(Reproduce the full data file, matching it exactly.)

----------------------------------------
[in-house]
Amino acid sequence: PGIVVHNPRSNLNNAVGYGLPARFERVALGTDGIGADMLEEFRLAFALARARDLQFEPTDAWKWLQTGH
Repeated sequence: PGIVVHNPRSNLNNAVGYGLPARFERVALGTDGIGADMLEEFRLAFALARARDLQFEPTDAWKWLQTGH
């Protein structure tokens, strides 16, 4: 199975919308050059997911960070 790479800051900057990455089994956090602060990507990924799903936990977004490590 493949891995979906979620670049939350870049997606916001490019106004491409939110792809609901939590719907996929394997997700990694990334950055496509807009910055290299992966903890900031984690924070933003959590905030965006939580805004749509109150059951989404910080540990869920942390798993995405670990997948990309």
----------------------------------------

[in-house]
Amino acid sequence: PGIVVHNPRSNLNNAVGYGLPARFERVALGTDGIGADMLEEFRLAFALARARDLQFEPTDAWKWLQTGH
Repeated sequence: PGIVVHNPRSNLNNAVGYGLPARFERVALGTDGIGADMLEEFRLAFALARARDLQFEPTDAWKWLQTGH
């Protein structure tokens, strides 16, 4: 199975919308050059997911960070 790479800051900057990455089994956090602060990507990924799903936990977004490590 493949891995979906979620670049939350870049997606916001490019106004491409939110792809609901939590719907996929394997997700990694990334950055496509807009910055290299992966903890900031984690924070933003959590905030965006939580805004749509109150059951989404910080540990869920942390798993995405670990997948990309």